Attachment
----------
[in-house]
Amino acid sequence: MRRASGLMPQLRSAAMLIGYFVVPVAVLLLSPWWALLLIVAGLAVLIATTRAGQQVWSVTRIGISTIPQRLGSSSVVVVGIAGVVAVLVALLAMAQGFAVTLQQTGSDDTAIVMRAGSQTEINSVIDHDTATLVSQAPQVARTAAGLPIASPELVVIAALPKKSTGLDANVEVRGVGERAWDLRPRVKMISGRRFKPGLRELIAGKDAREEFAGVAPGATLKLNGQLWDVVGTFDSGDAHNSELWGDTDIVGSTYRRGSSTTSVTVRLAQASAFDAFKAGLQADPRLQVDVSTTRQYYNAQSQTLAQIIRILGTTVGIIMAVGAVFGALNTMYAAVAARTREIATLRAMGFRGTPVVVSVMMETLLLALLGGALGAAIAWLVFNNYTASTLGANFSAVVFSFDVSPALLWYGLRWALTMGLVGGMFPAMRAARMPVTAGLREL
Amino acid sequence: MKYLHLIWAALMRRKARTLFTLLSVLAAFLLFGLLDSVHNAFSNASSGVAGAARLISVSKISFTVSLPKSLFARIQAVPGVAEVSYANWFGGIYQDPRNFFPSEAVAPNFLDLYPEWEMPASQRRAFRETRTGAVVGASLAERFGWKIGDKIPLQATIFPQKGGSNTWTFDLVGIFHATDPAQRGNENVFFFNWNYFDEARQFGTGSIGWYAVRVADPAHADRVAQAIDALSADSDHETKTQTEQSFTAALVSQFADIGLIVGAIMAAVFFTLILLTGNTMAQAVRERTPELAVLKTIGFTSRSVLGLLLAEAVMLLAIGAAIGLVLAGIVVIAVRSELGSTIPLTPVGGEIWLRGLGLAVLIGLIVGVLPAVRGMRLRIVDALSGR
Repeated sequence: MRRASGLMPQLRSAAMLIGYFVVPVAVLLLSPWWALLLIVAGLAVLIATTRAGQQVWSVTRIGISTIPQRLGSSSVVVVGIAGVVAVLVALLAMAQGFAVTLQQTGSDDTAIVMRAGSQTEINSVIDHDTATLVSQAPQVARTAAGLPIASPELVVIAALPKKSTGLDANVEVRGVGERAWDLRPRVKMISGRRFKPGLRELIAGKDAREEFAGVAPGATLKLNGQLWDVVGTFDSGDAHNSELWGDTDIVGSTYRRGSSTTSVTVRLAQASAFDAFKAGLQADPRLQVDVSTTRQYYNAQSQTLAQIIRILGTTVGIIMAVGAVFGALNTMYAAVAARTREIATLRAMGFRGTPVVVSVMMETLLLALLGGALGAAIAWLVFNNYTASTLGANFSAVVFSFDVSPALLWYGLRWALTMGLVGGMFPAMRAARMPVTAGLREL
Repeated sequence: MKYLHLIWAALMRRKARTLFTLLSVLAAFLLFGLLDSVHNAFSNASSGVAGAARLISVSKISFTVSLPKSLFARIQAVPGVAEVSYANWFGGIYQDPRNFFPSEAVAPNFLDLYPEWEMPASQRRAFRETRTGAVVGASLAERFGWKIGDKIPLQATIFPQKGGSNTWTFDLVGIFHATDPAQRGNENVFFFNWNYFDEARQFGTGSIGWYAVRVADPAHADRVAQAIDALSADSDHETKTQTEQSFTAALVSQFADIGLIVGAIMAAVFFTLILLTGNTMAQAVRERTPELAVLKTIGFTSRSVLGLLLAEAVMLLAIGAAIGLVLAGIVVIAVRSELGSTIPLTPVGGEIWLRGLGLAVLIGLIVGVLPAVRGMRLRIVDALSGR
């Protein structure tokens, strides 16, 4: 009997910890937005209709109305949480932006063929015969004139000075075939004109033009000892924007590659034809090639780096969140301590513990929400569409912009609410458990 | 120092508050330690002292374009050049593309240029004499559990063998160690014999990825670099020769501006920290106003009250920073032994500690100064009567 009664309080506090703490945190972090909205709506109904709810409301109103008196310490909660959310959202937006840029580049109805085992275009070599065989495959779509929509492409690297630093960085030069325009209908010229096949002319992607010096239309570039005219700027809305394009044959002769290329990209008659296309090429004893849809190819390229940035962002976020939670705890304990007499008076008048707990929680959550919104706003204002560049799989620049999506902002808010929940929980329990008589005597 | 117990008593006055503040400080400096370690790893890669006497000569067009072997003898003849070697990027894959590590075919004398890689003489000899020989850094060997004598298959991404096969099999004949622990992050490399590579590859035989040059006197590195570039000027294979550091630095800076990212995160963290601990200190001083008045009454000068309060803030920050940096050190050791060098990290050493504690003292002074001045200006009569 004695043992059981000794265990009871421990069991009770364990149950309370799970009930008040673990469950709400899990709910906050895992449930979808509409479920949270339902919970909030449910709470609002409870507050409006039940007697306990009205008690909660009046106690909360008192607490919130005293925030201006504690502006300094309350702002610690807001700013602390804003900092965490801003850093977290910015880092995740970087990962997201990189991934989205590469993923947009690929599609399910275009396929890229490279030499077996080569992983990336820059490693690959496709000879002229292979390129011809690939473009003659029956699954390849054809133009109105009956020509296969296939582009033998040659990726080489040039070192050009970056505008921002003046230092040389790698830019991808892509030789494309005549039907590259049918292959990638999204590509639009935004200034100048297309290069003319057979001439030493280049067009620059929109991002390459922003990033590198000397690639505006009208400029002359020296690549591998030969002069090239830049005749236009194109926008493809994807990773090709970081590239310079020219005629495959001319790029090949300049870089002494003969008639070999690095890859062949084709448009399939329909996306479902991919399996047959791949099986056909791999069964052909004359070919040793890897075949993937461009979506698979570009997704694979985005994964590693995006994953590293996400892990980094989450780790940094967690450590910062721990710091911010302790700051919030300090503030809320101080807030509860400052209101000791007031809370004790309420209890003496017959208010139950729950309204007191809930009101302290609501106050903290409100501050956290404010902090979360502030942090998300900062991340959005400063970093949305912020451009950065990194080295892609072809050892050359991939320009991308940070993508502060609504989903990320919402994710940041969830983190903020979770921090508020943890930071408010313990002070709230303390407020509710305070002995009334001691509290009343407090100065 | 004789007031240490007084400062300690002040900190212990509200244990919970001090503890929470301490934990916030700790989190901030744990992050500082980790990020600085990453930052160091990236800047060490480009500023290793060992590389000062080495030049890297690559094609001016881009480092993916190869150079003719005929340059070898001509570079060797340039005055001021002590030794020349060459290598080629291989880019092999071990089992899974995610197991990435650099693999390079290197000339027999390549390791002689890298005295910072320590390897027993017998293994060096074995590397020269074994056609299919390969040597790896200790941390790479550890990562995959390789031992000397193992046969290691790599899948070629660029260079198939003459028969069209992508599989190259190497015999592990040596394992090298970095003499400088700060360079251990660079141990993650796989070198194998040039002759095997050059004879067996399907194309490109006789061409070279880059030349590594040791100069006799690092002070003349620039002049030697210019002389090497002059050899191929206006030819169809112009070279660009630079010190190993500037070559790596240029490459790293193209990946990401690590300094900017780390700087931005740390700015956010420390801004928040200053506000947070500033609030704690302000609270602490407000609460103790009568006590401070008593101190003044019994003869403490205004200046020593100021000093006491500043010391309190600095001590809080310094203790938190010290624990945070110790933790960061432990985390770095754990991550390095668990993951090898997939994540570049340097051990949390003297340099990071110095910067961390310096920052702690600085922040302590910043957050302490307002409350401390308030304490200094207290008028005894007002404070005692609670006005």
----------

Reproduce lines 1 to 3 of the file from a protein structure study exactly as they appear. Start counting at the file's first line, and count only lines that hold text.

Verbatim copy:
[in-house]
Amino acid sequence: MRRASGLMPQLRSAAMLIGYFVVPVAVLLLSPWWALLLIVAGLAVLIATTRAGQQVWSVTRIGISTIPQRLGSSSVVVVGIAGVVAVLVALLAMAQGFAVTLQQTGSDDTAIVMRAGSQTEINSVIDHDTATLVSQAPQVARTAAGLPIASPELVVIAALPKKSTGLDANVEVRGVGERAWDLRPRVKMISGRRFKPGLRELIAGKDAREEFAGVAPGATLKLNGQLWDVVGTFDSGDAHNSELWGDTDIVGSTYRRGSSTTSVTVRLAQASAFDAFKAGLQADPRLQVDVSTTRQYYNAQSQTLAQIIRILGTTVGIIMAVGAVFGALNTMYAAVAARTREIATLRAMGFRGTPVVVSVMMETLLLALLGGALGAAIAWLVFNNYTASTLGANFSAVVFSFDVSPALLWYGLRWALTMGLVGGMFPAMRAARMPVTAGLREL
Amino acid sequence: MKYLHLIWAALMRRKARTLFTLLSVLAAFLLFGLLDSVHNAFSNASSGVAGAARLISVSKISFTVSLPKSLFARIQAVPGVAEVSYANWFGGIYQDPRNFFPSEAVAPNFLDLYPEWEMPASQRRAFRETRTGAVVGASLAERFGWKIGDKIPLQATIFPQKGGSNTWTFDLVGIFHATDPAQRGNENVFFFNWNYFDEARQFGTGSIGWYAVRVADPAHADRVAQAIDALSADSDHETKTQTEQSFTAALVSQFADIGLIVGAIMAAVFFTLILLTGNTMAQAVRERTPELAVLKTIGFTSRSVLGLLLAEAVMLLAIGAAIGLVLAGIVVIAVRSELGSTIPLTPVGGEIWLRGLGLAVLIGLIVGVLPAVRGMRLRIVDALSGR